STEM and Gender Advancement (SAGA)

Improving Measurement and Policies for Gender Equality in STEM

The SAGA project aims to contribute to improving the situation of women and reducing the gender gap in science, technology, engineering and mathematics (STEM) fields in all countries at all levels of education and research. To achieve these objectives, it determines, measures and assesses sex-disaggregated data, as well as supports the design and implementation of science, technology and innovation (STI) policy instruments that affect gender equality in STEM. Moreover, SAGA aims to analyse how policies affect the gender balance in STEM, undertake inventories of STI gender equality policies, develop new and better indicators to provide tools for evidence-based policy-making, build capacity in Member States for data collection on gender in STEM, and prepare methodological documents to support the collection of statistics.

SAGA will help to:

  • Build capacity for data collection on gender in STEM;
  • Improve tools to measure the status of women and girls in science;
  • Identify gaps in the policy mix and improve national STI policies related to gender, based on evidence; and
  • Increase the visibility, participation and respect of women in STEM.

STI plays a crucial role in meeting the internationally adopted Sustainable Development Goals (SDGs), approved by the United Nations General Assembly in 2015. Unless addressed in time, women’s lack of participation in STEM fields might prevent many nations from reaching these goals. The SAGA project contributes to the promotion of girls and women by offering tools and technical assistance to countries to attract and retain them in STEM fields. This will support directly the achievement of SDGs, especially targets:

  • 5.5: Ensure women’s full and effective participation and equal opportunities for leadership at all levels of decision-making in political, economic and public life,
  • 5.c: Adopt and strengthen sound policies and enforceable legislation for the promotion of gender equality and the empowerment of all women and girls at all levels, and
  • 9.5: Enhance scientific research, upgrade the technological capabilities of industrial sectors in all countries, in particular developing countries, including, by 2030, encouraging innovation and substantially increasing the number of research and development workers per 1 million people and public and private research and development spending.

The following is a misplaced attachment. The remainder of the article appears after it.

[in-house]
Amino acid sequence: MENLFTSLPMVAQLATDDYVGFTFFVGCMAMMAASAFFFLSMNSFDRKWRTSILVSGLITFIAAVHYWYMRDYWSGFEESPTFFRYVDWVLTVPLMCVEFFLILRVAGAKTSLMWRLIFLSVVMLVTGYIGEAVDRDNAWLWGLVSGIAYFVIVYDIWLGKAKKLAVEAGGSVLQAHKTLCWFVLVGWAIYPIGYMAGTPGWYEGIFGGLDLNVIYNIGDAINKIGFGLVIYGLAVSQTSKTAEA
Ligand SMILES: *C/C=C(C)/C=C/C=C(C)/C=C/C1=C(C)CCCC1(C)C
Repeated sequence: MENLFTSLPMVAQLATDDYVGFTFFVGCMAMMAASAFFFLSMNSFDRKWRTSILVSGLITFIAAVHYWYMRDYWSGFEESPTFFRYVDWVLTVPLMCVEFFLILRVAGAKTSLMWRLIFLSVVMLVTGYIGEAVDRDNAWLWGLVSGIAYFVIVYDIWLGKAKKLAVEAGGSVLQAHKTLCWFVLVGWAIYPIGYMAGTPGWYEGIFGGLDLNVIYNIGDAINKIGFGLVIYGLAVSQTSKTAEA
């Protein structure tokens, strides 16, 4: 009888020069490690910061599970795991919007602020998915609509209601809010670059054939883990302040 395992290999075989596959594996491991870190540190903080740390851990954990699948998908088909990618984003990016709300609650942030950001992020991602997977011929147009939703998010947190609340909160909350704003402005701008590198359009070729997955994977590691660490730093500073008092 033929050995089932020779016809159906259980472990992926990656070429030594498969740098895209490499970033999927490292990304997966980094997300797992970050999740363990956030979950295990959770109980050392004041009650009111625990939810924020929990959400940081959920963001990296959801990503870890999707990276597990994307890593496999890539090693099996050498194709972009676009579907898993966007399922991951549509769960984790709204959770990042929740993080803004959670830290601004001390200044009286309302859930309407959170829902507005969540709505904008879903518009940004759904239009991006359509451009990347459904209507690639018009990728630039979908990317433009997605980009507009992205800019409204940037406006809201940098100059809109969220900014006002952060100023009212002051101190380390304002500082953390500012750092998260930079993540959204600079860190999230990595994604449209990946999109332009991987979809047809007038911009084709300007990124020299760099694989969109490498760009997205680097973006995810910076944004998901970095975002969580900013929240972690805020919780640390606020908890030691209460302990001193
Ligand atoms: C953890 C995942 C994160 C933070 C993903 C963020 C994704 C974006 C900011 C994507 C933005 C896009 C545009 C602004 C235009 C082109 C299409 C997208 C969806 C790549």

• 17.18: by 2020, enhance capacity building support to developing countries, including for LDCs and SIDS, to increase significantly the availability of high-quality, timely and reliable data disaggregated by income, gender, age, race, ethnicity, migratory status, disability, geographic location and other characteristics relevant in national contexts.

By working towards these goals and harnessing women's full potential in STEM fields, countries will reach higher levels of development, increase their research output and build capacity, thereby reducing inequalities and knowledge gaps. This, in turn, will enable countries to achieve many other STI-based SDG targets.

In recent years, the number of women involved in STEM has significantly increased. However, despite these encouraging signs, women are still under-represented in science, as women account today for only about 30% of the world’s researchers and even for lower percentages at higher decision-making levels, according to recent figures from the UNESCO Institute for Statistics (UIS).

It is widely accepted that creating knowledge and understanding through science will allow us to find solutions to today’s acute economic, social and environmental challenges, in order to achieve sustainable development throughout the world. Science therefore cannot continue to deprive itself of the full scientific potential of over half of the planet’s population. Gender equality in STEM is a matter of principle, a basic human right; it should also be considered as crucial means to promote scientific and technological excellence.

The way in which data related to STEM are currently predominantly collected renders women and their concerns, needs and responsibilities relatively invisible, and the growing demand for cross-nationally comparable statistics on the representation of women in STEM is only slowly starting to be met. As a consequence, the lack of data and indicators, as well as of the availability of analytical studies, can obstruct the design, monitoring, and evaluation of policies aimed at successfully tackling gender inequality in STEM. There is a need for effective STI policies to be evidence-based and hence to be supported by relevant statistics and indicators through the development of new indicators and methods to collect and analyse sex-disaggregated data on women’s participation in STEM around the world. This will contribute to the elaboration and implementation of actions and programmes relevant to gender equality in STEM in schools, universities, research institutions, governments, and industries. In this context and given its mandate in science and its global priority on Gender Equality, UNESCO has a key role to play in taking up these issues and working to overcome gender disparities in access to, influence over, and use of STEM.


SAGA is a global UNESCO project supported by the Government of Sweden through the Swedish International Development Cooperation Agency (Sida).